Thursday 28 March marks the bicentenary of the birth of Joseph Bazalgette – one of the most illustrious Victorians, but someone you may never have heard of.
Think of Charles Darwin, Charles Dickens, Mrs Beeton, Alexander Graham Bell, Mary Seacole or Benjamin Disraeli – they all made their mark but it is the sound you hear every time you flush that is Joseph Bazalgette’s legacy. Bazalgette was the Chief Engineer with the London Metropolitan Board of Works and the man responsible for creating the sewerage system which still serves London today. Without Bazalgette life in London would have been a lot more pungent (even noxious), and you might well have died from typhoid or cholera.
To find out more I can direct you to The Great Stink of London: Sir Joseph Bazalgette and the Cleansing of the Victorian Metropolis, which tells the story of a London lad (Joseph was born in Enfield) and his work building a sewerage system fit for purpose. In Victorian London house drains emptied into sewers and then into the Thames. A growing population and the popular adoption of the flushing toilet had grossly overloaded a system that it would be kind to describe as ‘medieval’. In 1848-9 more than 14,000 Londoners died of cholera; in 1853 another 10,748. Something needed to be done and done urgently.
Exceptionally hot weather in the summer of 1858 exacerbated the situation further. The smell in London was so bad that Queen Victoria’s pleasure cruise on the Thames had to turn back, and the business of Parliament was interrupted when, despite curtains being soaked on the riverside of the House in lime chloride to mitigate the smell, rooms became uninhabitable. Rosemary Ashton’s cultural history One Hot Summer uses diaries and letters to report on how residents coped, and didn’t, with the truly awful situation.
If you prefer your history in a fictional framework Clare Clark’s novel ‘The Great Stink’ tells the story of William May, who has returned from the Crimean War deeply damaged by what he has experienced. He finds work on Bazalgette’s sewer project but quickly becomes embroiled in the world of crime that lies beneath the streets. Clare is great at evoking the sights (and smells) of Victorian London. Sadly ‘The Great Stink’ is out-of-print in paper formats, but you can get the e-book, or your local library will be able to help.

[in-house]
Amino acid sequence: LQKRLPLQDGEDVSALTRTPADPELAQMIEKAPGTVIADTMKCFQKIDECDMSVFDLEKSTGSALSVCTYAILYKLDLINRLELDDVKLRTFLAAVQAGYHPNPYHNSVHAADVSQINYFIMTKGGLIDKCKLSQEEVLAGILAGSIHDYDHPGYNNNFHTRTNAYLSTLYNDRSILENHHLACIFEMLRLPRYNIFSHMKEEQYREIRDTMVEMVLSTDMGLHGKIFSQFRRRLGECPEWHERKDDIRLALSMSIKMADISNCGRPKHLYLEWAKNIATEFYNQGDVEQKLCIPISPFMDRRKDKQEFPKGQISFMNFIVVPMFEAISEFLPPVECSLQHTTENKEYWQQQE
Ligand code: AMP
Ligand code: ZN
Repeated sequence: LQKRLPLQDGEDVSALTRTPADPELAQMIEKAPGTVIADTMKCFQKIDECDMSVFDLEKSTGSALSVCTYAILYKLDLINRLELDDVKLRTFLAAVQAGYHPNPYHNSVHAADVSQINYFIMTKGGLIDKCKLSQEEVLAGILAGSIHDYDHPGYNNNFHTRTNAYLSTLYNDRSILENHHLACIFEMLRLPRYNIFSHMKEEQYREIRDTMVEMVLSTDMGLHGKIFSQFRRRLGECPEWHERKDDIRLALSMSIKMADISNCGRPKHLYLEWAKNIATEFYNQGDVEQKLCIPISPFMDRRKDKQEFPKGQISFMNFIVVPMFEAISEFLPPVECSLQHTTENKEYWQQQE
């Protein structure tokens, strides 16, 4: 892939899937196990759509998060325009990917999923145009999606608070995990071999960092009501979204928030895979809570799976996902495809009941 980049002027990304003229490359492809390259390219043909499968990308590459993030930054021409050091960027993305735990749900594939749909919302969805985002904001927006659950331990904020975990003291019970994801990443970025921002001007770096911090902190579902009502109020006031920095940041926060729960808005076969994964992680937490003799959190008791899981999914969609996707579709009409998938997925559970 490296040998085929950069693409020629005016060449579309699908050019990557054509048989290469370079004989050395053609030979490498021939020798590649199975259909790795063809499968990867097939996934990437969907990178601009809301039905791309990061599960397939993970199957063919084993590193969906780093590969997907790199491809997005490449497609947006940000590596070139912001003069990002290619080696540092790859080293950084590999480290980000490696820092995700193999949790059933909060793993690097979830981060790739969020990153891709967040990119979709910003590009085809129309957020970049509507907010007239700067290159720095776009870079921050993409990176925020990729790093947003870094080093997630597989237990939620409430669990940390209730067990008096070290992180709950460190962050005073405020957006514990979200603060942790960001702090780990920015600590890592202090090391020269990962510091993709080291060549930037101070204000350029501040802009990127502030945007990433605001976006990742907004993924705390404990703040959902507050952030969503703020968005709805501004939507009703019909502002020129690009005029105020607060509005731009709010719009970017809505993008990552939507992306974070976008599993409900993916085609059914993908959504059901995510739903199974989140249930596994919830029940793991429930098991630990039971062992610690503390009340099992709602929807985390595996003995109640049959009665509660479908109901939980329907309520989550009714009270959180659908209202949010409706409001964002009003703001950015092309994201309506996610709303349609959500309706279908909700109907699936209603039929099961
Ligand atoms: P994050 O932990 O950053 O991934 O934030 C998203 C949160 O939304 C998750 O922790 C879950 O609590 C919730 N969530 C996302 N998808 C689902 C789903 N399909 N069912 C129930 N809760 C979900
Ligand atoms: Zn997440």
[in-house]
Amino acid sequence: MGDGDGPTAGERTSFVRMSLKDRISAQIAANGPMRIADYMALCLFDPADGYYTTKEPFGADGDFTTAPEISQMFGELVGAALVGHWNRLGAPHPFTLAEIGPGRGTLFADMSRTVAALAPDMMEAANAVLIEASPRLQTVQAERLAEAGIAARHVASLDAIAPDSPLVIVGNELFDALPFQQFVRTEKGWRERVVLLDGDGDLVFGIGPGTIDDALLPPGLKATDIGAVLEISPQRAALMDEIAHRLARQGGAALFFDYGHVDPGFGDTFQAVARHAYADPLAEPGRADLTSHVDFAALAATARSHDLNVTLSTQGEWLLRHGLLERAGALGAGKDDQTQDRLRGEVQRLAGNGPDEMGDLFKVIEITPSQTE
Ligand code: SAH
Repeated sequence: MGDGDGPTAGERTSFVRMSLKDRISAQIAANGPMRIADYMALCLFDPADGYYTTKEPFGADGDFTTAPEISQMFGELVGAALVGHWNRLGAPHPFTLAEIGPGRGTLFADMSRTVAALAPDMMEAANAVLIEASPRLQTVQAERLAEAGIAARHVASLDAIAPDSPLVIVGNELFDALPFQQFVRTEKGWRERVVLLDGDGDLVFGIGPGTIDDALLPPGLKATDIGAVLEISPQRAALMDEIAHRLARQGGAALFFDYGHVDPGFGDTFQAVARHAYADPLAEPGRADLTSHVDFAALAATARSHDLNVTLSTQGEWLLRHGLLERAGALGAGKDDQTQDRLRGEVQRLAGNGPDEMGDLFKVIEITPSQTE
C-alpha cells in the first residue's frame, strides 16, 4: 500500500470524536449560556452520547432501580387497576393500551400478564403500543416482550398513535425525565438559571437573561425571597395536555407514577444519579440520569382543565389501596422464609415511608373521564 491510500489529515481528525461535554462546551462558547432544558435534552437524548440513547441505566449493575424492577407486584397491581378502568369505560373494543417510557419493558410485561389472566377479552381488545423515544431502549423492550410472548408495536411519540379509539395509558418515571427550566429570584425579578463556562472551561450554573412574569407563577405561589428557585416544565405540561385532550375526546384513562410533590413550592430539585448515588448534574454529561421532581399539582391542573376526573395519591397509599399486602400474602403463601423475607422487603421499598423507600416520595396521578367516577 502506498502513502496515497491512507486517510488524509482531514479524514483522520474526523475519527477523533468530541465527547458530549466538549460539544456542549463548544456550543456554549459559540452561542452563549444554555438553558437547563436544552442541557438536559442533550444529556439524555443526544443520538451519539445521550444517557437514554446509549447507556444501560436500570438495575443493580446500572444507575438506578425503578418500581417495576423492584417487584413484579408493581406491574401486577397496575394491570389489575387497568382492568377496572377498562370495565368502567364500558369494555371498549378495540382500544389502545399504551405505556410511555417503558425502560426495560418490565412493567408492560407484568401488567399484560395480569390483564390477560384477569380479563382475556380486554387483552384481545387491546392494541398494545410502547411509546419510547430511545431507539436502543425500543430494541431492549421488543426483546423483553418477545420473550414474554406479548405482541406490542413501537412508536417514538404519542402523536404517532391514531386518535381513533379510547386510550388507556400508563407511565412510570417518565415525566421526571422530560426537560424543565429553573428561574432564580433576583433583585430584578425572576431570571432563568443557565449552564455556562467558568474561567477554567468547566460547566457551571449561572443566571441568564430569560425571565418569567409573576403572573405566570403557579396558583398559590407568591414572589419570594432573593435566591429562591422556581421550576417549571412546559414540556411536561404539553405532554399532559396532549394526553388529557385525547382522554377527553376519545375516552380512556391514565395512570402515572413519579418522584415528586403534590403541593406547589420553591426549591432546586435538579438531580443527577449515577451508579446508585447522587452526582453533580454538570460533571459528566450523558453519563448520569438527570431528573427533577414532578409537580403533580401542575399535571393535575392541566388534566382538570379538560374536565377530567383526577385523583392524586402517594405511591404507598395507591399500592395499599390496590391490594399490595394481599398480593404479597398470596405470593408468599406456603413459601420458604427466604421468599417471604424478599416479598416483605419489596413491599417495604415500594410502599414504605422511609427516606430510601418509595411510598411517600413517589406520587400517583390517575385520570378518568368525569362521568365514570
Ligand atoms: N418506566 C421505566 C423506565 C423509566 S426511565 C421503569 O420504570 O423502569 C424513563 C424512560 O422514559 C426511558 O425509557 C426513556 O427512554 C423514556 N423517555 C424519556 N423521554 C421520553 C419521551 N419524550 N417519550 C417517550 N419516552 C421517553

Once you have a taste for Clare’s writing you won’t want to stop there. I recommend you try Beautiful Lies – there is not a whiff of sewers in this one. It is set in the year of Queen Victoria’s Golden Jubilee and tells the story of a woman dabbling in the new-fangled art of photography.
As Chief Engineer, Balzagette oversaw revolutionary works to create brick-lined, fully-enclosed sewers and pumping stations. The project was opened officially by the Prince of Wales in 1865, although it was not fully completed for another ten years. A man to think ahead, Bazalgette’s design created tunnels far bigger than those required to service the immediate need which meant that, even with London’s increased population density caused by tower block living, his sewer system still serves the city today.
A good general overview of the history of London sewers can be found in London Sewers. This well-illustrated little book also covers the appearance of sewers in fiction and film.
Phil Stride’s book The London Tideway Tunnel brings the story up-to-date and explores the latest development in the history of London’s sewers – the Tideway Tunnel Project. This £4.2 billion project to build a 25 kilometre tunnel under the Thames will ensure that Bazalgette’s legacy continues.
On a lighter (and less smelly) note, London in Fragments is an enchanting look at the history of London from a mudlark’s perspective. The original mudlarks were small children (and sometimes adults) who made their living scouring the banks of the river for anything they could use, repurpose or sell. Today’s mudlarks seek to build a picture of the past from the fragments they discover – anything from the bizarre to the beautiful. There are amazing pictures here of very special finds.
Alternatively, if you think your family has a personal connection to the river then look to My Ancestor was a Thames Waterman to find out how you can explore their colourful past.